We have done the same. We are retired and can somewhat shelter at home. Also picked up some OTC pain meds, expectorant and cough syrup and things that might help keep us from a trip to the doc if we have a mild case of something. Lemon juice, honey and a bottle of bourbon, too. A friend reminded me to have a thermometer. I bought some exam gloves simply to wear if I have to go out for some reason – they will remind me not to be touching my face until I can get home and wash my hands.

    • skua says:

      If practicable, getting anyone sick with coronavirus to a hospital looks like it would be a beneficial approach.
      They’d get modern nursing and medicine and others in the house would probably get reduced exposure.

    • P J Evans says:

      In the freezer: bread and veggies. I can fit five bags of veggies in. Tortillas will fit better than loaves, for the same weight, and leave more for veggies. I usually have half a dozen or more small burritos – those are breakfast. A couple of jars of peanut butter – those are on my shopping list anyway.

      • Eureka says:

        Tortillas are a great idea. For shelf-life and storage-space reasons, I’m glad Jim mentioned bread-baking supplies, too. Have to pick up some extra yeast packets and flour.

        • P J Evans says:

          I have some yeast – but I also have sourdough starter. And dry milk (that’s what I use when feeding it), and most of a five-pound bag of whole-wheat flour. (I think I have another small bag of regular flour – need to get more, then.) Bread is kind of limited for me, so I don’t have much need to make it.

          • Eureka says:

            Ooh, I almost ordered some of that ‘ancient’ San Francisco sourdough starter awhile back; I’d really prefer to make sourdoughs but haven’t made any starter because it’s mold-palooza around here and I’m not convinced it wouldn’t become contaminated (really haven’t been doing anything lately that involves fermentation/ sitting out for days+ needing an opening. Or babysitting/care and feeding beyond what I’ve got going on right now, lol).

            • Mary Mccurnin says:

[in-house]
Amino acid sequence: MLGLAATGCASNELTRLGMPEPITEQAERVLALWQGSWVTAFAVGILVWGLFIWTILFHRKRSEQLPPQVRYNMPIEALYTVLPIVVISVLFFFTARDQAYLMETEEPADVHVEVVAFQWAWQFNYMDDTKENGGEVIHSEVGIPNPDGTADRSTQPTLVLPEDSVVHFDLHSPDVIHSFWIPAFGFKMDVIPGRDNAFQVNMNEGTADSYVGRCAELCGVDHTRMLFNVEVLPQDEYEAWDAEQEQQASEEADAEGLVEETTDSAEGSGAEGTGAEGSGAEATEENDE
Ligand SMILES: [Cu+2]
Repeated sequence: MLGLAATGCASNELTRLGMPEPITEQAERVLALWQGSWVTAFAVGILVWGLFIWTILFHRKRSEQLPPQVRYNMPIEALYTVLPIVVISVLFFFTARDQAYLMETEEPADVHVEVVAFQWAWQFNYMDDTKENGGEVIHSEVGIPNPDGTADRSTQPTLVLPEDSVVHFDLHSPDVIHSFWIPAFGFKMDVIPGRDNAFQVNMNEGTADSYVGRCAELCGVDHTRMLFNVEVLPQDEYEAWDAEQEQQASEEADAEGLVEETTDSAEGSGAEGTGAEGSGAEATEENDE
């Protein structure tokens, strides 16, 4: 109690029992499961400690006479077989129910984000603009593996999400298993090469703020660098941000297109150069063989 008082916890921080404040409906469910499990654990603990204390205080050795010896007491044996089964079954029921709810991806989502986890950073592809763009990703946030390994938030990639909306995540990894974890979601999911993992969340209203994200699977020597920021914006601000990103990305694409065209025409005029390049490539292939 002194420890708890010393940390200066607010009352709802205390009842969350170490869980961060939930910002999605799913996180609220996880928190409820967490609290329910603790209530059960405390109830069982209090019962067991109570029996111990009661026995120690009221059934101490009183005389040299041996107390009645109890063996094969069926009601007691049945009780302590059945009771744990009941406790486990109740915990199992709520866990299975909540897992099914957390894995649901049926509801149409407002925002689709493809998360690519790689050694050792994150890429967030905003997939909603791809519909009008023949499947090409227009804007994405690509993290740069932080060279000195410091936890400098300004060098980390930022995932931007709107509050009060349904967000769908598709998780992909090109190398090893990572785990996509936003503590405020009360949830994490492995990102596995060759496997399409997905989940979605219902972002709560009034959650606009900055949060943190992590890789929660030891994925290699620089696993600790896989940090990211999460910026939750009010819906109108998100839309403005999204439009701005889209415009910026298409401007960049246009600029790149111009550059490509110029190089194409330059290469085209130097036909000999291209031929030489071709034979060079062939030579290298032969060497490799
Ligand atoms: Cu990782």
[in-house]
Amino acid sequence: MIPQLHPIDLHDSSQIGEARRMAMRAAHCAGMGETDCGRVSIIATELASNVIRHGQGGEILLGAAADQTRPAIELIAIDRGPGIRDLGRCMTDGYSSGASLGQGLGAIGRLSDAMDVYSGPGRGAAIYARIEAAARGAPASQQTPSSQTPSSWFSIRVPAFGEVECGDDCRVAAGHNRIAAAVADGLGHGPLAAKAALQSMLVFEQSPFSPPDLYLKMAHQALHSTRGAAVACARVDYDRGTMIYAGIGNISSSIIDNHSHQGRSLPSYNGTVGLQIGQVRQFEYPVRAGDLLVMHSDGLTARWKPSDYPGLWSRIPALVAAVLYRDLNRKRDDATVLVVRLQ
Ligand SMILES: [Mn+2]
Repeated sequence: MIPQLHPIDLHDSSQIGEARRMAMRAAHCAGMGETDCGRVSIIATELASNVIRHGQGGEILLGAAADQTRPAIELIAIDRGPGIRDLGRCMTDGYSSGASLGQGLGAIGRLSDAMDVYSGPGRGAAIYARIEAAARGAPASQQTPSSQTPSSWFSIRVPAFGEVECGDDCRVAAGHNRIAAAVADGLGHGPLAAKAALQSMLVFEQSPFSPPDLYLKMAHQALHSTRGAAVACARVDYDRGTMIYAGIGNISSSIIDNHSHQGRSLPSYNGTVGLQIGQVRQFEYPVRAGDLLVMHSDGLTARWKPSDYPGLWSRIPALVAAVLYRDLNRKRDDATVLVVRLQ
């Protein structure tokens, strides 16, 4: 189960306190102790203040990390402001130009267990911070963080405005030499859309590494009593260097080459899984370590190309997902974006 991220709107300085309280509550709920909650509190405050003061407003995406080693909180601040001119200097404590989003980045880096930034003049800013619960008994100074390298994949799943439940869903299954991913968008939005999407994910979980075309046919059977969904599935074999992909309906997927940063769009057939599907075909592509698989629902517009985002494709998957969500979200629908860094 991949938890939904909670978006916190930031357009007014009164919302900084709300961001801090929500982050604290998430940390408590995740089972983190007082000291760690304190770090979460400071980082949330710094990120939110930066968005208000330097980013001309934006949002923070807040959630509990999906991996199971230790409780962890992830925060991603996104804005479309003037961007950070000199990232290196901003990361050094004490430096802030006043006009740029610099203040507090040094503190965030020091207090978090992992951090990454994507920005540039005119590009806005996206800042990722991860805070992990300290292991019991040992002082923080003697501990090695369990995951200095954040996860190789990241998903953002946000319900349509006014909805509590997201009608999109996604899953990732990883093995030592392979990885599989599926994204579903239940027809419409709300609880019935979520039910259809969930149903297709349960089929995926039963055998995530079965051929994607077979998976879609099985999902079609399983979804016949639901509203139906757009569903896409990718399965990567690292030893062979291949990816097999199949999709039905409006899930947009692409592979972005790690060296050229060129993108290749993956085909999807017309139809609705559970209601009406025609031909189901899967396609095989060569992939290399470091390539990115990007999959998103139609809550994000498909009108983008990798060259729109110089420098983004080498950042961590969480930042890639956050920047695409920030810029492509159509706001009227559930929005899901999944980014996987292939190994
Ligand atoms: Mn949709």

My hubby makes most of our sourdough bread. He gets his started from SF, too. Interestingly, he used to get it from Bahrain. He is making kombucha, tempeh, and pickles now.

              I am off to the store for flour. And bacon. I love bacon.

        • e.a.f. says:

          When I purchased my up right freezer, the largest ones were on sale, yes, that is what I bought. Its the can fit 3 ex’s into it if necessary. Its usually stocked with an extra turkey or two and side stripped prawns. Rice is easier to store than bread, but a half dozen loaves would be good.

          • Eureka says:

            Yes, I am very grateful right now for the extra upright freezer we got for seasonal bounties and obscure ingredients that keep better cold (like nut/seed flours, etc). I still have to get out (and cook some) to fill it, though. I am feeling the stress of things to do tomorrow!

      • RLHall says:

        If you are stuck in the house for a couple of weeks. You might as well learn to make bread. The ingredients are cheap and don’t take up too much space.
        I’ve taken it up recently. There is a learning curve, but when you get the hang of it, it’s deeply satisfying. In depressing times, it’s empowering – and good for you.

        • P J Evans says:

          I describe kneading bread as “when it fights back, it’s done”. That’s what they mean by “smooth and elastic”.

          • bmaz says: